In these statements of Arminius Gomarus still refused to acquiesce; nor could he be brought to acknowledge that, on the point in question, the opinion of Arminius was exactly coincident with that of the Reformed Church; on which the latter, with the view of testifying still further the pacific sentiments that inspired him, and of avoiding superfluous disputation, exclaimed, 'Here is my confession on this point, couched in the express terms of the Palatine Catechism.' Then, reciting the very words of the Catechism, he went on to say: 'I believe in my heart, and confess with my mouth, that I shall pass as righteous in the sight of God, only by faith in Jesus Christ, so that, although my conscience may accuse me of having grievously sinned against all the commandments of God, and not kept any of them, and of having till now, besides, been inclined to all evil, nevertheless, provided I embrace these benefits with true confidence of mind, the perfect satisfaction, righteousness, and holiness of Christ will, without any merit on my part, of the mere mercy of God, be imputed to, and bestowed upon me, the same as if I had committed no sin, and as if no taint adhered to me — nay more, as if I myself had perfectly performed that obedience which Christ has performed on my behalf. Not that I please God by the worth of my faith, but that the satisfaction, righteousness, and holiness of Christ constitute my righteousness in the sight of God. Only, I cannot embrace it, and apply it to myself, in any other way than by faith.' [Vid. resp. ad quest. LX. et LXI. Catech. Palatinae.].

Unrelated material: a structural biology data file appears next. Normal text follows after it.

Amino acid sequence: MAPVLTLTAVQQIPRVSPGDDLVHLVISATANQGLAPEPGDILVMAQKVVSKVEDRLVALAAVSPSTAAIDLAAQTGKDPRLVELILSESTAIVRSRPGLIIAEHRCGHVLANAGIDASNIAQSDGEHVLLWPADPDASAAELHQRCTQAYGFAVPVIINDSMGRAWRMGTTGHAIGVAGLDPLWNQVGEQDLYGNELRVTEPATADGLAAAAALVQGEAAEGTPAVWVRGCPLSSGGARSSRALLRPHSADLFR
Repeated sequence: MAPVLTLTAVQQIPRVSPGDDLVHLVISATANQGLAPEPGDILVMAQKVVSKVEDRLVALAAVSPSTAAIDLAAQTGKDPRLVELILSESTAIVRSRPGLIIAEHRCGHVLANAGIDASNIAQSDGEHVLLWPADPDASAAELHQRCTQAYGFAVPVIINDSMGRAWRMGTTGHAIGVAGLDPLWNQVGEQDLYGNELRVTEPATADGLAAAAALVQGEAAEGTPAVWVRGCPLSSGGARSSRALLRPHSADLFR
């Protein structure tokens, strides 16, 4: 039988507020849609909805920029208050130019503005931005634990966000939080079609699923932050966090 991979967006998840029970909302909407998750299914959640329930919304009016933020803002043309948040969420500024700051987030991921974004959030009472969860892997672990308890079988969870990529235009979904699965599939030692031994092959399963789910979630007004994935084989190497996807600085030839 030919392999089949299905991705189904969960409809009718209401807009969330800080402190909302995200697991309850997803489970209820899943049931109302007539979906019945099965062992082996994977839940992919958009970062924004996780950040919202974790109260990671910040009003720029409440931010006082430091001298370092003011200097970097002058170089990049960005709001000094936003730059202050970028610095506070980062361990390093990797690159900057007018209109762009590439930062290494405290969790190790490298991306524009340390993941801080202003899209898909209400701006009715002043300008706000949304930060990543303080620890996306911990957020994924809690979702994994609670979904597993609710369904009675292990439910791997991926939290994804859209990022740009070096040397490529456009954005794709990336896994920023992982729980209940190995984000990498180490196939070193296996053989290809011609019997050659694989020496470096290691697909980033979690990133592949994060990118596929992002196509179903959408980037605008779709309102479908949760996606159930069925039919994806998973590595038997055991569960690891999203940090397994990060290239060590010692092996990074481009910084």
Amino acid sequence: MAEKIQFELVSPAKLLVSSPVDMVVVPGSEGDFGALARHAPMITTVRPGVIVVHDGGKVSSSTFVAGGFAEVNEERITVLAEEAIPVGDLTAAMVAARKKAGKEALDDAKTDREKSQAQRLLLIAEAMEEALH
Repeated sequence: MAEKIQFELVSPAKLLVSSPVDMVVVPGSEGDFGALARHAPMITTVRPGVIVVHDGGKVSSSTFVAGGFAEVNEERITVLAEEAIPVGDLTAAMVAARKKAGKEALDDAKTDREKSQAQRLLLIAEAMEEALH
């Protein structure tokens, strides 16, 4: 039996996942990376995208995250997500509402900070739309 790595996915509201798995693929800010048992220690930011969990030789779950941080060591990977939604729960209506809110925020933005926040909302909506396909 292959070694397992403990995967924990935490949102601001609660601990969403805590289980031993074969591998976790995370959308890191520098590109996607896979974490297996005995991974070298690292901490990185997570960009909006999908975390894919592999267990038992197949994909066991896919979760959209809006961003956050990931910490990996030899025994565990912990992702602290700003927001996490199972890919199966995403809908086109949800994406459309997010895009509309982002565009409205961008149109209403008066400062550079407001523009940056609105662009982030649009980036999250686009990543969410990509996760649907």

But not even this confession would satisfy Gomarus. Nay he repeatedly rated Arminius for making faith the object or matter of justification, but the righteousness of Christ the meritorious cause of justification. In this he thought he had effected something of great moment; but in the estimation of most of the Council it was little else than a logomachy, since it was evident between them both that it was not the value of our works, but the grace of God, that effected our being justified by faith [Vid. Grot. Epist. ad Reigersb.]. When, moreover, Gomarus insisted on hearing the opinion of Arminius on certain other questions also, it seemed good to the Council to enjoin first on him, and then on Arminius, to deliver each his own opinion respecting certain primary articles on which some question had been raised between them, comprised in a series of propositions, and drawn up in writing, and that each, in turn, should append his own animadversions and strictures on the written statement of the other.

No comments: